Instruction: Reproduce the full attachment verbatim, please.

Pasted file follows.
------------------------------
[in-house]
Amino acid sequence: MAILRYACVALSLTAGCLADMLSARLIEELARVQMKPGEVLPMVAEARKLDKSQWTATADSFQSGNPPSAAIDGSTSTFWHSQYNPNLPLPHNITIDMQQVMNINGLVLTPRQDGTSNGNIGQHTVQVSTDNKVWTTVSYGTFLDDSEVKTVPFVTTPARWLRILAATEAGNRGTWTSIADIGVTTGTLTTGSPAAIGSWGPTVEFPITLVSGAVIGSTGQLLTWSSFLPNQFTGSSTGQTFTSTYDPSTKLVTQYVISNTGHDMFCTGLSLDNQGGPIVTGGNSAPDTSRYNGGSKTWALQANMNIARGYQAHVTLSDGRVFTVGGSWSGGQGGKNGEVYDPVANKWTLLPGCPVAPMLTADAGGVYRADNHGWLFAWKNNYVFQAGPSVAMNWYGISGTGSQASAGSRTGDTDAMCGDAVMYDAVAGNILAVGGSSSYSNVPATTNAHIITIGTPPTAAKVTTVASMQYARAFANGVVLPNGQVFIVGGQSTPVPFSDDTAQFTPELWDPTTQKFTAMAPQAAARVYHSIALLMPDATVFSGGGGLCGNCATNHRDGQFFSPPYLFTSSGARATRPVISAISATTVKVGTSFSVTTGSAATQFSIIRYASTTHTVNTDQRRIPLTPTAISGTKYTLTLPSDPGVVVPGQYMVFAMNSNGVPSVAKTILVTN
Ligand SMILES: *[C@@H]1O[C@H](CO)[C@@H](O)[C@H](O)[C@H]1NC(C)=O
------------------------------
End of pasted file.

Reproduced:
[in-house]
Amino acid sequence: MAILRYACVALSLTAGCLADMLSARLIEELARVQMKPGEVLPMVAEARKLDKSQWTATADSFQSGNPPSAAIDGSTSTFWHSQYNPNLPLPHNITIDMQQVMNINGLVLTPRQDGTSNGNIGQHTVQVSTDNKVWTTVSYGTFLDDSEVKTVPFVTTPARWLRILAATEAGNRGTWTSIADIGVTTGTLTTGSPAAIGSWGPTVEFPITLVSGAVIGSTGQLLTWSSFLPNQFTGSSTGQTFTSTYDPSTKLVTQYVISNTGHDMFCTGLSLDNQGGPIVTGGNSAPDTSRYNGGSKTWALQANMNIARGYQAHVTLSDGRVFTVGGSWSGGQGGKNGEVYDPVANKWTLLPGCPVAPMLTADAGGVYRADNHGWLFAWKNNYVFQAGPSVAMNWYGISGTGSQASAGSRTGDTDAMCGDAVMYDAVAGNILAVGGSSSYSNVPATTNAHIITIGTPPTAAKVTTVASMQYARAFANGVVLPNGQVFIVGGQSTPVPFSDDTAQFTPELWDPTTQKFTAMAPQAAARVYHSIALLMPDATVFSGGGGLCGNCATNHRDGQFFSPPYLFTSSGARATRPVISAISATTVKVGTSFSVTTGSAATQFSIIRYASTTHTVNTDQRRIPLTPTAISGTKYTLTLPSDPGVVVPGQYMVFAMNSNGVPSVAKTILVTN
Ligand SMILES: *[C@@H]1O[C@H](CO)[C@@H](O)[C@H](O)[C@H]1NC(C)=O